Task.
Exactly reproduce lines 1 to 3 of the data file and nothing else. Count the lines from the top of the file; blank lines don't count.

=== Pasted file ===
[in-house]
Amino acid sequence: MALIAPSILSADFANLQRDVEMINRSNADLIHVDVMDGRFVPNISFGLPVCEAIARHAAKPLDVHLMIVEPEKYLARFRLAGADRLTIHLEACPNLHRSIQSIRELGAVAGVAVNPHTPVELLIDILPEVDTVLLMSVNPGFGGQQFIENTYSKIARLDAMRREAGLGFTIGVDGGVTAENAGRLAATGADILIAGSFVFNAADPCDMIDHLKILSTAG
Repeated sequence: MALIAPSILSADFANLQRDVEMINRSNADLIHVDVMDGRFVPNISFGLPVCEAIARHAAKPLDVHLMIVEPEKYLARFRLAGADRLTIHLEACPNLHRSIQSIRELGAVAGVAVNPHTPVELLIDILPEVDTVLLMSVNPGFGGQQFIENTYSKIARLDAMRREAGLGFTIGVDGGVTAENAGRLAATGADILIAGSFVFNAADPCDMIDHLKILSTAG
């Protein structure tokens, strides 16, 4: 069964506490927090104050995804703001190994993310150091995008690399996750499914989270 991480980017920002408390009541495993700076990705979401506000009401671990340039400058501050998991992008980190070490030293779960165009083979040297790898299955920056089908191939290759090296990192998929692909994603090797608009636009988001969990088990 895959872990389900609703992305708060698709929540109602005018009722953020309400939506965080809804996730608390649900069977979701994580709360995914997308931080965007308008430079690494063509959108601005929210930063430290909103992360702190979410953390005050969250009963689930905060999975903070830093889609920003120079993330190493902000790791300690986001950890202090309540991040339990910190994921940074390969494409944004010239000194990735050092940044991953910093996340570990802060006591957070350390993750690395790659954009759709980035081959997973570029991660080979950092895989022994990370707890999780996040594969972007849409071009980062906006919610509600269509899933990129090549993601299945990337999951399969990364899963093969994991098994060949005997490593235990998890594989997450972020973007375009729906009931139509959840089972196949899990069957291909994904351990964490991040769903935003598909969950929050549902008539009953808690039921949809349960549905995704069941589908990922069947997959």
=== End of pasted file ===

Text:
[in-house]
Amino acid sequence: MALIAPSILSADFANLQRDVEMINRSNADLIHVDVMDGRFVPNISFGLPVCEAIARHAAKPLDVHLMIVEPEKYLARFRLAGADRLTIHLEACPNLHRSIQSIRELGAVAGVAVNPHTPVELLIDILPEVDTVLLMSVNPGFGGQQFIENTYSKIARLDAMRREAGLGFTIGVDGGVTAENAGRLAATGADILIAGSFVFNAADPCDMIDHLKILSTAG
Repeated sequence: MALIAPSILSADFANLQRDVEMINRSNADLIHVDVMDGRFVPNISFGLPVCEAIARHAAKPLDVHLMIVEPEKYLARFRLAGADRLTIHLEACPNLHRSIQSIRELGAVAGVAVNPHTPVELLIDILPEVDTVLLMSVNPGFGGQQFIENTYSKIARLDAMRREAGLGFTIGVDGGVTAENAGRLAATGADILIAGSFVFNAADPCDMIDHLKILSTAG